The GCfAHPC Measure commenced in 2019 and with additional funding, will continue until 2025.
This year, the project rolled into phase 2, which built upon the activity, achievements, and successes of phase 1 (2019-2020) including developing a process that could achieve an advance care plan for every resident and documenting their goals of care from admission through any change in their health status to their terminal phase of life.
In phase 2 (2020-2021), our Quality Improvement Coordinators engaged with 5 organisations and appointed 5 lead nurses to work across each organisation’s facilities, serving a total of 21 RACFs.
The project developed the following tools to assist RACFs in palliative care:
Activity workplans that reflect the quality improvement process, goals and expected outcomes to implement best practice advance care planning.
An advance care planning audit tool to identify process, gaps, and variance with required activity reflected through a quality improvement lens.
An Advance Care Planning Resource ensuring consistency of process and tools used for advance care planning. This resource has been adopted by all organisations involved in phase 2.
Each organisation developed policies, procedures, and pathways for a palliative approach supported through their clinical governance framework.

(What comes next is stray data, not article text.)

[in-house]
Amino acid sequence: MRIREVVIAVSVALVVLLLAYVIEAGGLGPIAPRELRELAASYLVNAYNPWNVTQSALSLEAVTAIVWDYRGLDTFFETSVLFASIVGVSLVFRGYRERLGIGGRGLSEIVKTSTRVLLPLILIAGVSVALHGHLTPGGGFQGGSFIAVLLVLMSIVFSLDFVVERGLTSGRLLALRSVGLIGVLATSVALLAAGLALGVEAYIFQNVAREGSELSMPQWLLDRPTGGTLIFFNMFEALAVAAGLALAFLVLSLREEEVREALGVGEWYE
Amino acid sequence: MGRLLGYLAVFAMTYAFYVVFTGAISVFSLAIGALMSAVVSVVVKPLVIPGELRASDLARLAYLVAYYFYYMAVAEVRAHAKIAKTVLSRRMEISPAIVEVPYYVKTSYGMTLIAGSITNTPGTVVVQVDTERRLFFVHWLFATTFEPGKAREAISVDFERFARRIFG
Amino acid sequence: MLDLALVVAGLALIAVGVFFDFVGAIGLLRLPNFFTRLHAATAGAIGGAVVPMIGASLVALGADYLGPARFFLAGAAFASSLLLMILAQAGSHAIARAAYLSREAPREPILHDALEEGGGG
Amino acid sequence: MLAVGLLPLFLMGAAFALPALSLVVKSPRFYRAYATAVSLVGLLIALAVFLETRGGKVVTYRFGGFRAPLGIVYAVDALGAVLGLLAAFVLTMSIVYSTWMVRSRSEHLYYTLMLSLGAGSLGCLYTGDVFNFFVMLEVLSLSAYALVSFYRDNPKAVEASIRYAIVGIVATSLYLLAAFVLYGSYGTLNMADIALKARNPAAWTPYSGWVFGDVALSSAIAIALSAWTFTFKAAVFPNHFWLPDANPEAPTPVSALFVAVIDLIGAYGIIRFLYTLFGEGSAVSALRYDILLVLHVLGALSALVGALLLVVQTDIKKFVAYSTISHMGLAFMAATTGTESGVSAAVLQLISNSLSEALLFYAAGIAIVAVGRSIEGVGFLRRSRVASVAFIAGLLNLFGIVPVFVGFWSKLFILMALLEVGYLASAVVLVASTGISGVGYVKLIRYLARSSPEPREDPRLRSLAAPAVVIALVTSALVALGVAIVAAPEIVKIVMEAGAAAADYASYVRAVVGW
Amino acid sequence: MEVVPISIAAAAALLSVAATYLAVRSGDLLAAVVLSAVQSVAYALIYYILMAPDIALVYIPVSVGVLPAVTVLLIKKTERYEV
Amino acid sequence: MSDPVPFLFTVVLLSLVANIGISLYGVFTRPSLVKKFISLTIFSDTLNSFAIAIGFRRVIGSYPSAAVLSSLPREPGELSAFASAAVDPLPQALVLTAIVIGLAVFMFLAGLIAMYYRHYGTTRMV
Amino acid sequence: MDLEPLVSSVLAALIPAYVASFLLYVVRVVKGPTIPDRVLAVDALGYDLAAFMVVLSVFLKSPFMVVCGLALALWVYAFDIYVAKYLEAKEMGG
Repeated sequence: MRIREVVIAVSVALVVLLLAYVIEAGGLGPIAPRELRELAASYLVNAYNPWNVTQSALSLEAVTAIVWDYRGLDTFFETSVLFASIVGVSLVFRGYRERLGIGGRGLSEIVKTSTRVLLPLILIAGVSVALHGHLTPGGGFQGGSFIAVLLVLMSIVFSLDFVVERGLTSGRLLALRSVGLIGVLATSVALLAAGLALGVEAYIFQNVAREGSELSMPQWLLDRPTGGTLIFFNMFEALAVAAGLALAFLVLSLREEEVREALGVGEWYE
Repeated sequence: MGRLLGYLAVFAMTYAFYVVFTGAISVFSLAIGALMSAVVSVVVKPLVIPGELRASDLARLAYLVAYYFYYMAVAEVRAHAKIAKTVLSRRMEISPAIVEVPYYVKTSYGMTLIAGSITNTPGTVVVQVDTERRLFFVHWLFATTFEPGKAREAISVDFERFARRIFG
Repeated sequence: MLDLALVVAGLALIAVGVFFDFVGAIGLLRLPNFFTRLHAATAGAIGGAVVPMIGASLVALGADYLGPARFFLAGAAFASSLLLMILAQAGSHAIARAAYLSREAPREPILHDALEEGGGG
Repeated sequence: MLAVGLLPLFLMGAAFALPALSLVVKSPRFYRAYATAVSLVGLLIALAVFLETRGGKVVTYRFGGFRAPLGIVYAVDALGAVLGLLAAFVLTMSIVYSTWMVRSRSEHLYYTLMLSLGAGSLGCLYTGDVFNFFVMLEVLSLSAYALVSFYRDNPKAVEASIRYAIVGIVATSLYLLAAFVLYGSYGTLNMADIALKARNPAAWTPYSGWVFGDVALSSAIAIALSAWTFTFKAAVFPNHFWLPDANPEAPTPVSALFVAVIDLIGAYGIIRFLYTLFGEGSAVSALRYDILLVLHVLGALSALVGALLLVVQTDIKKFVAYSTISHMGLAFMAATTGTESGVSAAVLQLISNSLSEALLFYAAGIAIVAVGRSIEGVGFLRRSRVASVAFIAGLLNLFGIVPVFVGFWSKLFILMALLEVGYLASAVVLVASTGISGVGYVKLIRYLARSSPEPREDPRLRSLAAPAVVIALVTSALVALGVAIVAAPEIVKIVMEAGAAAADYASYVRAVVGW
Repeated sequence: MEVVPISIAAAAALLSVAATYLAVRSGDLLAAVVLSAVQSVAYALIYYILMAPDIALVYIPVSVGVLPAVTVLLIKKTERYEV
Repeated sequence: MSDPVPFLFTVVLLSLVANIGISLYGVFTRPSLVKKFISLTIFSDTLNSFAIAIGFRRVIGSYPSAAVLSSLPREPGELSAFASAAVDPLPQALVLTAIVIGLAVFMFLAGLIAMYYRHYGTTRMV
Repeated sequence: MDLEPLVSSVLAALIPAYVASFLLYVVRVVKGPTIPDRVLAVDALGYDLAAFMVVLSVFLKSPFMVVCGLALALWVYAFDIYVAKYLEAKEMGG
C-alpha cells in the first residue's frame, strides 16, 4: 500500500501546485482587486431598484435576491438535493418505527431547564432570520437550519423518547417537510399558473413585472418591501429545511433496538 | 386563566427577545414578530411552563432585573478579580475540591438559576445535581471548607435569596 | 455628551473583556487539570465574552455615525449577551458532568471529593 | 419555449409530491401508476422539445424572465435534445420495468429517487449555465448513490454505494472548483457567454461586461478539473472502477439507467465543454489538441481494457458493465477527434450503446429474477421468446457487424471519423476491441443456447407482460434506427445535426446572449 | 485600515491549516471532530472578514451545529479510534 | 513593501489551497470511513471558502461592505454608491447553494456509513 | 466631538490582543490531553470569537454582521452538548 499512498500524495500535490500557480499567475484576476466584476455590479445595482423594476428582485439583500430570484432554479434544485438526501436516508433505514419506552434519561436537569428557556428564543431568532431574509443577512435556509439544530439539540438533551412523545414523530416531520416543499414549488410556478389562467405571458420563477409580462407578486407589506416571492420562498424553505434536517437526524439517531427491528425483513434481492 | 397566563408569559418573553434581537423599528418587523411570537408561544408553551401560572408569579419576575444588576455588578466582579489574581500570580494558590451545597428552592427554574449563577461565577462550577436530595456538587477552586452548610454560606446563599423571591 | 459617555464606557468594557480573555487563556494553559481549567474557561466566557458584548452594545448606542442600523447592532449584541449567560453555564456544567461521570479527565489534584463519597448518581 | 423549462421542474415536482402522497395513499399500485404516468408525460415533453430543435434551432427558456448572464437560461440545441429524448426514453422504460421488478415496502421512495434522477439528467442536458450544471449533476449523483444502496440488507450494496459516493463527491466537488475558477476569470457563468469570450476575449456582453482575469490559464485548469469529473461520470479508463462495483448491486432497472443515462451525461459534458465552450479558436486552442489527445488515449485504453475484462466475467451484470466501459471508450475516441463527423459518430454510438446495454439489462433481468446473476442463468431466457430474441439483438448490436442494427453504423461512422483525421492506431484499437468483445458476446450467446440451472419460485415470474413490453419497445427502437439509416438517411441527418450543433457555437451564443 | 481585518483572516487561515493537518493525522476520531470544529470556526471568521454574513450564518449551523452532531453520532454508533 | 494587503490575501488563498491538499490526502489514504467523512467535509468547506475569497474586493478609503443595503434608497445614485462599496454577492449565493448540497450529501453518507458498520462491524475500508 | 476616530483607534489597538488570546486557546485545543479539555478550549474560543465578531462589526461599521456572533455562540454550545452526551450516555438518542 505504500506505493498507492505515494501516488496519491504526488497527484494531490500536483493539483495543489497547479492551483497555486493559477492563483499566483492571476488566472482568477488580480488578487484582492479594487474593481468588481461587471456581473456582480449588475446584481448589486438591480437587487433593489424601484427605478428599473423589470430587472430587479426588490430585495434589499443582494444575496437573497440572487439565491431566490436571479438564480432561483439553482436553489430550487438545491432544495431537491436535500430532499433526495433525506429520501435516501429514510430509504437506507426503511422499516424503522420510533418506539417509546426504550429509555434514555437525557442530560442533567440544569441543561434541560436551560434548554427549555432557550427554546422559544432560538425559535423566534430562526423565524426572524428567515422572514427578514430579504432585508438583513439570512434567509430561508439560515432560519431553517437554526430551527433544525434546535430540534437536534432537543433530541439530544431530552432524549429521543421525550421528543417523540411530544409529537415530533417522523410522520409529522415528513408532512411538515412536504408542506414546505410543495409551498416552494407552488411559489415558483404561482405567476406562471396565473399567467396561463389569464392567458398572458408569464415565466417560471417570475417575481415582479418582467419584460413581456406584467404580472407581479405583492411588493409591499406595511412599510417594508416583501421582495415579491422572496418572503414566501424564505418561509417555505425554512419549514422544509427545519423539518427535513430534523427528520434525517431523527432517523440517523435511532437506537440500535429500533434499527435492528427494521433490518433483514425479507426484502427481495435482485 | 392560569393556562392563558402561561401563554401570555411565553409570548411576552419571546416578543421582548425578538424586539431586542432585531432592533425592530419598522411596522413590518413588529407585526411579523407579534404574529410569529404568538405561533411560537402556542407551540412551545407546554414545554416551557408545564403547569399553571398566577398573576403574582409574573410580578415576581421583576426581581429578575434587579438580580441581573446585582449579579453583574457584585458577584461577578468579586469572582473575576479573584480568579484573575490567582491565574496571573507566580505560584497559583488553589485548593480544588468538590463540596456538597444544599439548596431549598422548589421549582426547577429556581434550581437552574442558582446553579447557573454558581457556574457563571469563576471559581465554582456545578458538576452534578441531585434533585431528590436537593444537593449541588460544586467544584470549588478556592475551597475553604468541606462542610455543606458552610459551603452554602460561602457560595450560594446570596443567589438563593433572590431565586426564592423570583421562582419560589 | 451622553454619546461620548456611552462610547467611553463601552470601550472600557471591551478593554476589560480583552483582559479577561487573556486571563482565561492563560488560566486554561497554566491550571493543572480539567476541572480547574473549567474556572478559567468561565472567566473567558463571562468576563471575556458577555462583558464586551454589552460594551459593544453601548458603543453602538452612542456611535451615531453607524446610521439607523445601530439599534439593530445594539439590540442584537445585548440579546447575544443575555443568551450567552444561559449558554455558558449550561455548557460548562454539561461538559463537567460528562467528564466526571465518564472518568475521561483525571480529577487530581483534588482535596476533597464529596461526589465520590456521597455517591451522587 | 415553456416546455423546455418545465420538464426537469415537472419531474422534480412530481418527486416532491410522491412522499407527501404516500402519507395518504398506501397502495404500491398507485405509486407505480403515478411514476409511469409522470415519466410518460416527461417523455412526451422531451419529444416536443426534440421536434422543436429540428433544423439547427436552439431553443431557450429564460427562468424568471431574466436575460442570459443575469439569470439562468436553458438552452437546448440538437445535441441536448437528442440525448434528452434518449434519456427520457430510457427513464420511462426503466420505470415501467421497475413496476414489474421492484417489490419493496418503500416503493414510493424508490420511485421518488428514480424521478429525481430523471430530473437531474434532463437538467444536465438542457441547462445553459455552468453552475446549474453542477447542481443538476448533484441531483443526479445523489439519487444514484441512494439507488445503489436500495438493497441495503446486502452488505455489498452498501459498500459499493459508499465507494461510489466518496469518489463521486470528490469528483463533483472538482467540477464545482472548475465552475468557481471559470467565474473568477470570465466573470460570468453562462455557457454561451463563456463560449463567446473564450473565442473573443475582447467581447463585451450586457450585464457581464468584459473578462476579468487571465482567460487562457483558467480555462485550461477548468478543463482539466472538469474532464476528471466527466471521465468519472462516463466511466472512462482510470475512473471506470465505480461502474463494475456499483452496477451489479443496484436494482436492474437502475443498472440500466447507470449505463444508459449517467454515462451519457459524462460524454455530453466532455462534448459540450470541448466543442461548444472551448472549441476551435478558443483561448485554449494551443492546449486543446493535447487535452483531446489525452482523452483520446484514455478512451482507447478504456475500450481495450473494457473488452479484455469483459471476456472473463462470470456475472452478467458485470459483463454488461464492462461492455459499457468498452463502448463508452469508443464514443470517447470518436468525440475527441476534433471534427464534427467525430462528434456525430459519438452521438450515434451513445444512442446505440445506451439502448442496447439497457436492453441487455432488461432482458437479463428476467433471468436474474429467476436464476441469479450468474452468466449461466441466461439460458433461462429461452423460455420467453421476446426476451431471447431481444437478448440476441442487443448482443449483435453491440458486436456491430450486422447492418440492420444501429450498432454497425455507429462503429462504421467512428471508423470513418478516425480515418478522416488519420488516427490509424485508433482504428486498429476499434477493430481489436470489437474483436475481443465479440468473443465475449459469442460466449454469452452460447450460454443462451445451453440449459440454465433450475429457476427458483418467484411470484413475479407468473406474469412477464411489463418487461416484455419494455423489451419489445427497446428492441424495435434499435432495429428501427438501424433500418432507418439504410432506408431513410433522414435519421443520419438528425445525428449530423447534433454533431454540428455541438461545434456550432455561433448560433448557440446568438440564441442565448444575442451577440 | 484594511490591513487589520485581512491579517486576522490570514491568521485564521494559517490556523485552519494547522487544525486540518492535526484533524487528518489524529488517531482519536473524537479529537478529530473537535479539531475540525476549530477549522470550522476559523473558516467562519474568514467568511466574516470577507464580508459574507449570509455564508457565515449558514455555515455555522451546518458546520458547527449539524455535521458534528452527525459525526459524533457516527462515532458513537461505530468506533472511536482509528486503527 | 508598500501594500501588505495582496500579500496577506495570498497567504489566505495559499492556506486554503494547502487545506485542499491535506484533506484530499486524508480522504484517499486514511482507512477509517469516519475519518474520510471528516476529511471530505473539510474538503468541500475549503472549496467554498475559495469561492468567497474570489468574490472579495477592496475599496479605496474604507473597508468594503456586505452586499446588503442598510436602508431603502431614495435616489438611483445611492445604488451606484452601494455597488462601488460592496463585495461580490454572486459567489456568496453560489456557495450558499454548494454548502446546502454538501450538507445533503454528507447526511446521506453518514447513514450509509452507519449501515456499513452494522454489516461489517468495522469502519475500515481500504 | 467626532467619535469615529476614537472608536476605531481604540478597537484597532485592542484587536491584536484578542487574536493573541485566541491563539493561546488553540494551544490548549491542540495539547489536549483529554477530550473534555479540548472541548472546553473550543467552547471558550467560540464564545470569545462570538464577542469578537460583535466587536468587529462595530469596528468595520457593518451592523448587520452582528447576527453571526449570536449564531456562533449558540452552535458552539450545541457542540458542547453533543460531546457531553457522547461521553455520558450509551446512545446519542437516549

All organisations recognised the value of lead nurse roles and the impact they had on change and sustainability. One organisation reported that “staff have expressed how valuable it has been to have a dedicated palliative care nurse on the floor, providing support and direction to them and to the residents. Someone that they can go to for action around the deteriorating resident, for stress relief and support and for educational purposes. Staff stated that the bereavement project has been an incredible improvement in the care for all during end of life. Registered nurses have stated that providing a mentor approach to them has been invaluable”.
A RACF staff member also described how the project had helped her “I cannot explain the relief you feel as a worker to identify that someone has declined in their health suddenly, and to be able to immediately speak to the lead nurse and know that she would ensure things were in place and happening for the resident to ensure they were comfortable, and that she would speak to the family and be there as support the whole way through. This made palliative care a lot less daunting for me and other workers and meant that you do not suddenly face questions from visiting family who are confused and sad and unsure why their loved one had deteriorated, is in pain, or where they are at with their care. The lead nurse's ability to make such a daunting process smooth, coordinated and understood, and her ability to do so with genuine care clearly alleviates stress on families and workers in what is already a stressful time. She is invaluable.”
The project has led some organisations to invest in lead nurse positions moving forward to ensure sustainability of best practice advance care planning.